Six episodes in and so much is happening at Camp Firewood and Waterville, Maine, that “Electro/City” feels like it could easily be the season finale. Between the production of Electro/City and the court case against Xenstar, Wet Hot American Summer: First Day of Camp knocks out two of the biggest events the show has been building to with “Electro/City,” but also provides an incredible end to the second act of this series and the best episode of the series so far. It’s so exciting, I could eat a whole sheet cake!
Considering that Electro/City’s pre-production began only a few hours prior to this episode, the program is quite a feat. Also—as all Firewood productions—it becomes a hot bed for relationship changes. We get the predictable rise and fall of Andy and Katie’s relationship, as they share their first kiss after Andy farted in Katie’s face and she fell in love with him. Coop and Kevin are both interrupted by their romantic rivals, Yaron and Drew, respectively. In what is the most surprisingly adorable story in First Day of Camp, McKinley and Ben share their first kiss! Which of course leads to Ben and Susie breaking up, but hey, they both cheated on each other and I’m pretty sure Ben was never that interested anyways. Just a hunch. Unfortunately we also get the decision that the whole Gail/Jeff marriage just isn’t going to work out. It’s almost like they just got married yesterday! Or even earlier.
All credit to Susie and Ben: Electro/City is a pretty great musical, even if it is such a cruel place to live. Electro/City is one of First Day of Camp’s biggest set pieces and it absolutely does not disappoint. The story alone is hilarious, but just the thought that they created this entire set, cast the roles and learned this entire musical in a day adds a whole extra layer of greatness to their production.
We’d be blessed with just Electro/City, but no, we also get Jim Stansel’s trial against Xenstar, which is equally brilliant. Having Bruce Greenwood—the fourth Mad Men alumni in First Day of Camp—fight Michael Cera is a true David vs. Goliath. Thankfully Jim Stansel has three great friends from Camp Firewood in his corner, as well as one last piece of evidence, a giant floppy disk, that proves Xenstar guilty on all counts. However the victory is short lived as The Falcon appears and shoots Jim Stansel and Greg, killing them both, a very convenient way to get rid of two of the characters that don’t appear in the film.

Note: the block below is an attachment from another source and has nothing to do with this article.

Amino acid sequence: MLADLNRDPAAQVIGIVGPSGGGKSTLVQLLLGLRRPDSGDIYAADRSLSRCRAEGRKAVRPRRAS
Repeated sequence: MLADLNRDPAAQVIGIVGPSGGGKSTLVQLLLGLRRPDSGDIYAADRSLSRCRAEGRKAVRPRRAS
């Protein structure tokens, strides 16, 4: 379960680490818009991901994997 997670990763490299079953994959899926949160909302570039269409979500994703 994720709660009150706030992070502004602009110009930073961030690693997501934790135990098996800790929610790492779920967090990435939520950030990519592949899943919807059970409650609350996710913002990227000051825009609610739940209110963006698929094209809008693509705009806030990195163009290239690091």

Wet Hot American Summer and First Day of Camp both succeed because of their looseness. Any semblance of play, especially in the film, almost seems accidental, as if these characters stumbled into some purpose for the day. But when the show and film totally commit to a bit, as they do with Electro/City and the trial, they become near-perfect examples of how fantastic David Wain and Michael Showalter’s writing ability is and how much we’ve come to care for and appreciate these characters. It’s such a silly show, yet when Andy lifts up Katie during Electro/City, as REO Speedwagon’s “Keep On Loving You” plays, I can’t help but get chills.
Speaking of great uses of music, “Electro/City” turns “Higher & Higher” into not only a great song for montages, but into Eric’s brilliant masterpiece that has been inside of him for years that just needs to come out. Honestly, the entire Eric and Lindsay storyline is completely unnecessary, but it’s ridiculousness in every sense is so wonderful that it makes for one of the most fun arcs in the entire series. The explanation of “Higher & Higher”’s origins might be the least essential explanation in a series filled with unnecessary explanations, but it also might have the most fulfilling conclusion of any arc.
“Electro/City” gives us everything that made Wet Hot American Summer so incredible: insanely quotable lines, great arcs that go in unexpected directions, gigantic laughs and touching moments that’ll surprise you by how much you care for these characters. “Electro/City” is a perfectly crafted half-hour of Camp Firewood bliss. It’s almost as if this show farted in our face and made us fall in love with Wet Hot American Summer all over again.
Ross Bonaime is a D.C.-based freelance writer and regular contributor to Paste. He’s old enough to take a big, fat shit on your face. You can follow him on Twitter.